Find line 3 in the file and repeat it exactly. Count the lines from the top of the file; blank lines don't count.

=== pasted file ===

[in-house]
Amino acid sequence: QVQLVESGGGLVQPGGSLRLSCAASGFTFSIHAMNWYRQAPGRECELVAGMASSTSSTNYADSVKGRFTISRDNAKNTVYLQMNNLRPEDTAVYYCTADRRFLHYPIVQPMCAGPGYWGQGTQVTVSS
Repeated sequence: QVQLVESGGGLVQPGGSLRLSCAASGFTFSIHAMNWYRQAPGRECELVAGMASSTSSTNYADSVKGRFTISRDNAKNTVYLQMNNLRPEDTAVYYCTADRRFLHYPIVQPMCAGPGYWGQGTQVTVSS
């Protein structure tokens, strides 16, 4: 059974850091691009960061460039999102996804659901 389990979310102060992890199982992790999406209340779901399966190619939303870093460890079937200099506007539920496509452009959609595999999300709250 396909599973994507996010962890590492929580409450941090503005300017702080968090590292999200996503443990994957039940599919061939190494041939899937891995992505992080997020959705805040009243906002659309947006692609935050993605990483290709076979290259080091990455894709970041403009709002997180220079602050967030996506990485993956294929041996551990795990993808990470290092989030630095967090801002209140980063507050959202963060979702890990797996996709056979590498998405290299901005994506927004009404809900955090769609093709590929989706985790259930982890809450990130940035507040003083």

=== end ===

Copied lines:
Repeated sequence: QVQLVESGGGLVQPGGSLRLSCAASGFTFSIHAMNWYRQAPGRECELVAGMASSTSSTNYADSVKGRFTISRDNAKNTVYLQMNNLRPEDTAVYYCTADRRFLHYPIVQPMCAGPGYWGQGTQVTVSS